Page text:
LOS ANGELES (AP) — James Lipton, an actor turned drama school dean who got hundreds of Hollywood luminaries to open up about their life and art and became an unlikely celebrity himself as the longtime host of “Inside the Actors Studio,” died Monday.
Lipton died of bladder cancer at his New York home, his wife, Kedakai Lipton, told The Associated Press. He was 93.
Detroit-born Lipton began the Bravo show in 1994 that also served as a class for his students at the Actors Studio Drama School, where he was dean.
He often said his only requirement for a guest was whether they had something to teach his students. His first guest, Paul Newman, set a standard of stardom for those that would follow, including Meryl Streep, Robert De Niro, Glenn Close, Steven Spielberg and Barbra Streisand.
“Rest in peace, James Lipton. He was interested in the actor’s process, which was so refreshing,” Streisand said in a Twitter post.
Lipton was known, and often parodied, for his highbrow and sometimes worshipful tone with his subjects, and for his intensive preparation, represented by a stack of blue note cards that held his meticulously researched questions. When Will Ferrell played Lipton on “Saturday Night Live,” the stack of cards was nearly a foot thick.
Many otherwise media-shy actors were willing to appear on “Inside the Actors Studio” because Lipton focused on their craft and not the usual celebrity chatter or project promotion.
“People do not come on to sell a movie and you never hear the words, ‘I’m opening in Vegas in two weeks,’ ” Lipton told the AP in a 1996 interview. “That’s what most talk shows depend upon, and that’s fine, but with us we’re getting together to dig as deep as we can.”
He was not afraid to get personal, and his stunned interviewees often asked, “How did you know that?” when he asked about something from their childhood or private life.
Julia Roberts asked Lipton if he had talked to her mother after one set of questions, and Sally Field in her first-season appearance asked, “Have you been reading my diary? Talking to my shrink?”
“Obviously we deal in lots of anecdotes, and even some gossip and secrets,” Lipton told the AP, “but they’re tied together by a concern for and devotion to craft.”
He ended every interview with a set of soul-searching questions he derived from French television host Bernard Pivot, including: “What is your favorite curse word?” and “If God exists, what would you like to hear him say after your death?”
Lipton’s childhood was made financially perilous by the divorce of his parents, poet and journalist Lawrence Lipton and teacher Betty Weinberg.
“I always had to work, from the age of 13. When my father left, we had nothing,” he told Parade magazine in 2013. While he dabbled in acting as a youngster, he intended to pursue law to avoid the instability he’d experienced as a child.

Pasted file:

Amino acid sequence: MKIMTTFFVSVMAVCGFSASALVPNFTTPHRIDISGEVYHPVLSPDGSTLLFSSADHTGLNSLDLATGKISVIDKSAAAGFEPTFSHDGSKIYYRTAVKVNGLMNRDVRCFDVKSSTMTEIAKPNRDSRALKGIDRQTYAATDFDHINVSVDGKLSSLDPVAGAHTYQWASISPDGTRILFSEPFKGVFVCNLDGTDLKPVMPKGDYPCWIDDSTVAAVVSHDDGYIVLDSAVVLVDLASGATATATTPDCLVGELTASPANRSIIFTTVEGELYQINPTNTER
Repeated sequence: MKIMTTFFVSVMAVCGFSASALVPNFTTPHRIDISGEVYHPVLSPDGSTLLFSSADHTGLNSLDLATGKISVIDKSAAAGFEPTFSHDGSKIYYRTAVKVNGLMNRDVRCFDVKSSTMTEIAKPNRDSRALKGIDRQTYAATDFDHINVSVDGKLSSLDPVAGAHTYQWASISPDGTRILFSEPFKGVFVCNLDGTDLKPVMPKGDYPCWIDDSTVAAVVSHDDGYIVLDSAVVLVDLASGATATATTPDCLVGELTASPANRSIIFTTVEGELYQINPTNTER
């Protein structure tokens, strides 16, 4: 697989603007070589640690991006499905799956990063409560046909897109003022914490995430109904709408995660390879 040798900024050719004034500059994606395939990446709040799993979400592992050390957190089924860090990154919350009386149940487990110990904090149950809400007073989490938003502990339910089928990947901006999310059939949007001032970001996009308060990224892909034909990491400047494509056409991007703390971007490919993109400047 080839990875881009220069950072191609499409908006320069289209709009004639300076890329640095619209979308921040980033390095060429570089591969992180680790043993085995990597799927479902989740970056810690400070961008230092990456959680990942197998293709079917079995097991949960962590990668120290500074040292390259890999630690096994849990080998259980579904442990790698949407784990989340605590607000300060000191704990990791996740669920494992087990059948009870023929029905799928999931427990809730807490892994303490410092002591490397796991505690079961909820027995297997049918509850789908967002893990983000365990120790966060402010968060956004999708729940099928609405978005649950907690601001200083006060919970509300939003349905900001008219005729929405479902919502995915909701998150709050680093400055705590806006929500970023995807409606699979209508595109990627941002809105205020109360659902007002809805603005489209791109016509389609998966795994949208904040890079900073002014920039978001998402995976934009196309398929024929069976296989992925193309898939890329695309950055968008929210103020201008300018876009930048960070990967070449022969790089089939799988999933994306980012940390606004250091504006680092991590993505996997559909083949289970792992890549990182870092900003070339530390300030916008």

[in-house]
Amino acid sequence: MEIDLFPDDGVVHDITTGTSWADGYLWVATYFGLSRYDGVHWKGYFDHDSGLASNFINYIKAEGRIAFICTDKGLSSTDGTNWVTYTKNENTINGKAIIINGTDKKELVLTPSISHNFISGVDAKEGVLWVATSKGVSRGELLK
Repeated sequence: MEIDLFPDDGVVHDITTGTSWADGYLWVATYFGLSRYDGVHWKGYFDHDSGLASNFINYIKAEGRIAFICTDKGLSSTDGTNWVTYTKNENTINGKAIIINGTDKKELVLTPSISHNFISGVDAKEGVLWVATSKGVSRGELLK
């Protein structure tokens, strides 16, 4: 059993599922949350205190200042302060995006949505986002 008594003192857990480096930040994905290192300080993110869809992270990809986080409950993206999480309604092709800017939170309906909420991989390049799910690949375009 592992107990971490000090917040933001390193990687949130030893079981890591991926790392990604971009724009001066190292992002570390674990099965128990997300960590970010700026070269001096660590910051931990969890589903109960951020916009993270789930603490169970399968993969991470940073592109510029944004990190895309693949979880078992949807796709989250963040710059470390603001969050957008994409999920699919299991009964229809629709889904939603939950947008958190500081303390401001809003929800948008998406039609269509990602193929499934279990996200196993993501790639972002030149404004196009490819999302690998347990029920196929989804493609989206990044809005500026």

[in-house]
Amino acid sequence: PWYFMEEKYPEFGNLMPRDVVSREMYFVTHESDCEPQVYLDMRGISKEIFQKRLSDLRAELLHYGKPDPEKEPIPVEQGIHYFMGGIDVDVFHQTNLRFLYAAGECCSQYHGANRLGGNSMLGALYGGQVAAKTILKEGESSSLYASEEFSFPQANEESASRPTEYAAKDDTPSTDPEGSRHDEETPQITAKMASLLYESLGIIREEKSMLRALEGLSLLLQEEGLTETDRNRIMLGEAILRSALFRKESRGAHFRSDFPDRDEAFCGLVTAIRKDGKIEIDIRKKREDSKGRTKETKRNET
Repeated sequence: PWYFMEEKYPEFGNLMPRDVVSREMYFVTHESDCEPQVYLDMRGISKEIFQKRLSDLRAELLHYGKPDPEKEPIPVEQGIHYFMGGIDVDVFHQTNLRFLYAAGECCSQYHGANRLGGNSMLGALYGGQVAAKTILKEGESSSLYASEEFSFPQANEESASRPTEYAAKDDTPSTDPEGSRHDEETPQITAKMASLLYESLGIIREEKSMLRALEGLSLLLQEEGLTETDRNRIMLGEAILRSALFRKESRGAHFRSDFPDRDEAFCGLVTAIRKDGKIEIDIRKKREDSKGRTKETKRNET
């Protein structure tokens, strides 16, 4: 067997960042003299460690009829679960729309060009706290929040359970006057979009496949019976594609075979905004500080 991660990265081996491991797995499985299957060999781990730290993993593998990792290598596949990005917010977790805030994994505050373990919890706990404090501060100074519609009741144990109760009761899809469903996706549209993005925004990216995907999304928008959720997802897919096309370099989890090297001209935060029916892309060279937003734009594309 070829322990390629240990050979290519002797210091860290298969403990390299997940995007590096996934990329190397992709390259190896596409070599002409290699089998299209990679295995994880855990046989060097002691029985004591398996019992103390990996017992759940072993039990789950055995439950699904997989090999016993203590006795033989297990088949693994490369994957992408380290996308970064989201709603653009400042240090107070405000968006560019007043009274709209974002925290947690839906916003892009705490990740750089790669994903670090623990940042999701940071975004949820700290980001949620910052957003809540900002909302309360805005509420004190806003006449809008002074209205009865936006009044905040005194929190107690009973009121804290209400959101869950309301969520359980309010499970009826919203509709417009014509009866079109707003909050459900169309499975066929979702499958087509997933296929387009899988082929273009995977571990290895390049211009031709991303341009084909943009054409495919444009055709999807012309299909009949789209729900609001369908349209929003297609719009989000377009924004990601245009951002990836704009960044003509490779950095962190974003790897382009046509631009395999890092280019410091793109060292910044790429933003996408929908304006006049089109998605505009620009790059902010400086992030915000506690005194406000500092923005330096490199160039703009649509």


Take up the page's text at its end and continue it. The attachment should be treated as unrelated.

He ultimately turned back to his original passion, the arts, after an unusual detour. He worked as a pimp for a year in Paris after World War II, Lipton told Parade. He was broke and planning to leave the city when a prostitute he knew suggested he represent her and others.
“It was only a few years after the war. Paris was different then, still poor. Men couldn’t get jobs, and in the male chauvinist Paris of that time, the women couldn’t get work at all. It was perfectly respectable for them” to work at one of city’s bordellos, Lipton said.
Back home in the United States, he studied acting with famed teacher Stella Adler and production and directing at New York University and the New School. His 1950s stage and screen credits included “The Autumn Garden” on Broadway and a stint as actor and then writer on the TV soap opera “The Guiding Light.” Lipton wrote the book and lyrics for two Broadway musicals, “Nowhere to Go but Up” (1962) and “Sherry!” (1967).
In the 1990s, as a vice president of the Actors Studio, Lipton helped create the Actors Studio Drama School that brought together the resources of the studio and the New School. He was the founding dean of the graduate-level school, which in 2005 relocated to Pace University, where Lipton remained its dean emeritus.
Despite his TV show’s guest list of nearly every A-list actor of recent decades, Lipton never got the guest he wanted most, Marlon Brando.
“He was reclusive in the last years of his life,” Lipton told Parade. “He said, ‘I’m never going to do your show. The studio’s always taking credit for me. I was trained by Stella Adler.’ I said, ‘So was I. Come on. We’ll talk about Stella.’ I’ve had a pretty good roster of guests without Marlon.”
Lipton said his favorite guest on the show was Bradley Cooper, because he was a former student.
“The night that one of my students has achieved so much that he or she comes back and sits down in that chair would be the night that I have waited for since we started this thing,” Lipton told Larry King in 2016. “It turned out to be Bradley Cooper.”
Lipton and Cooper, who can be seen asking Sean Penn a question in a 1999 episode of the show, both teared up when he returned as a guest in 2011. Lipton retired as host in 2018.
Other than Brando and Jack Nicholson, another favorite of his whom he never had as a guest, Lipton spent little time trying to land big names, who often came to him, as appearing on the show became a sought-after sign of career achievement for actors.
Lipton told the AP that that response from actors made him think that “maybe, just maybe, we were creating an archive that would be more valuable 100 years from now.”